Friday, May 2, 2008

Yummy conservation

I am forever looking for new and exotic things to put on the dinner table. I always search for the wild game items on restaurant menus. I own a guide to the edible plants of Arizona and I've harvested mesquite beans and picked prickly pear fruit. I've also shot a variety of cute, cuddly critters, all in the search for something different and delicious. Now, it seems, I've been doing a public service -- well, at least to the extent that I have adventurous tastes that help fuel demand for otherwise neglected foods. Says the New York Times:

SOME people would just as soon ignore the culinary potential of the Carolina flying squirrel or the Waldoboro green neck rutabaga. To them, the creamy Hutterite soup bean is too obscure and the Tennessee fainting goat, which keels over when startled, sounds more like a sideshow act than the centerpiece of a barbecue.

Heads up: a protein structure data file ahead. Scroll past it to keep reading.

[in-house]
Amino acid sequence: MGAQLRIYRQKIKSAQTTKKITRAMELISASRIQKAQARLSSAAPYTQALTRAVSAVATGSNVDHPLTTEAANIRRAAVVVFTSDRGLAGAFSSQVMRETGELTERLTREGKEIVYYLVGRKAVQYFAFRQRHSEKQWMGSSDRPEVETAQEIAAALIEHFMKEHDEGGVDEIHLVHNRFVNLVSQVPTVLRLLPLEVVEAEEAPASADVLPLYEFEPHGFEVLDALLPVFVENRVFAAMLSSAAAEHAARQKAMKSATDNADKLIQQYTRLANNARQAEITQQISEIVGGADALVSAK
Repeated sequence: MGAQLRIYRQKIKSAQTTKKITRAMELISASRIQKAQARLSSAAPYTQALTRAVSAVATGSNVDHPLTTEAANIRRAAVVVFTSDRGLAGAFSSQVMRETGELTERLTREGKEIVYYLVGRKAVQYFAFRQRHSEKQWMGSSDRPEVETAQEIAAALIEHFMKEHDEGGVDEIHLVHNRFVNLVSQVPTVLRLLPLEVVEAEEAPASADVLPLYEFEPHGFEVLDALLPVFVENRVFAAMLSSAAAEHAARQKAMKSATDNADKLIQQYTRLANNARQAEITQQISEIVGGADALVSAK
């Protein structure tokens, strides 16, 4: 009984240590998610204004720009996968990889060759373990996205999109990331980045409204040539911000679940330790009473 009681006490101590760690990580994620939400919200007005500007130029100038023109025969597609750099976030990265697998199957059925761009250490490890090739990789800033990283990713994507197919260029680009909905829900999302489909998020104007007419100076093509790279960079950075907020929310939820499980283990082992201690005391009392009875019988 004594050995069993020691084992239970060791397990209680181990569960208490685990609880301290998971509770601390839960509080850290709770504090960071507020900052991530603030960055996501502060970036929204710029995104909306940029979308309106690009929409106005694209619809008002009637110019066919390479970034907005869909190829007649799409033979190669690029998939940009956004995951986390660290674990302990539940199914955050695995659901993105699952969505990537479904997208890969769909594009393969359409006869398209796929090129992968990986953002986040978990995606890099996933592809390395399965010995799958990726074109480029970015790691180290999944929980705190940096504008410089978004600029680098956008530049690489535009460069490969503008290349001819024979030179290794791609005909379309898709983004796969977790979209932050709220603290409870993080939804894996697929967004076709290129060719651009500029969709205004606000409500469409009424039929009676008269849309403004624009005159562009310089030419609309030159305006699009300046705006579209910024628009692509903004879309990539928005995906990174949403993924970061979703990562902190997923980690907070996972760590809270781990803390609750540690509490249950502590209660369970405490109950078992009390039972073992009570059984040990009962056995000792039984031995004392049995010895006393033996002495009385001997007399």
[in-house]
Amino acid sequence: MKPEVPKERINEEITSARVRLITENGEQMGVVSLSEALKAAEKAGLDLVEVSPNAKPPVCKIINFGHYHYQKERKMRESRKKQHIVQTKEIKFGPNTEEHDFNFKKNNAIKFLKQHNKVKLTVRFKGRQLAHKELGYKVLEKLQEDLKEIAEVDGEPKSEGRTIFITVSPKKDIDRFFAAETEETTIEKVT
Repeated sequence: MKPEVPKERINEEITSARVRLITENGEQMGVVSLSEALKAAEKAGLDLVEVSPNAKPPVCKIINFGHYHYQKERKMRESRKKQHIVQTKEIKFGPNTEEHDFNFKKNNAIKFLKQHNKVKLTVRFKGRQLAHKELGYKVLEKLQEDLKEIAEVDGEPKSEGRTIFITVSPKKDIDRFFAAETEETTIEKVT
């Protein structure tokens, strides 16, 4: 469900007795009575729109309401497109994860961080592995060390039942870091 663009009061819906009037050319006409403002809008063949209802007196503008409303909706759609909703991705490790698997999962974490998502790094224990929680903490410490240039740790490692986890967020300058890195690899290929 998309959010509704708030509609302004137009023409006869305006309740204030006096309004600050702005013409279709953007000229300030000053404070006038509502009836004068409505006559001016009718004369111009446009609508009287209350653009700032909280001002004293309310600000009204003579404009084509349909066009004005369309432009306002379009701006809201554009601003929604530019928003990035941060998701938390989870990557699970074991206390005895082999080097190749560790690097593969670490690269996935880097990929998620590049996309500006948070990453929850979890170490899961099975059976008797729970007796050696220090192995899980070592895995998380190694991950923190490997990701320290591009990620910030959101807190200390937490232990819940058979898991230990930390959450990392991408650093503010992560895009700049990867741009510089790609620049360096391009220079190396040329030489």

But not Gary Paul Nabhan. He has spent most of the past four years compiling a list of endangered plants and animals that were once fairly commonplace in American kitchens but are now threatened, endangered or essentially extinct in the marketplace. He has set out to save them, which often involves urging people to eat them.

Nabhan has put together a book, Renewing America’s Food Traditions: Saving and Savoring the Continent’s Most Endangered Foods, on just this subject. It sounds ... tasty.

Don't forget to thank me for my personal efforts.



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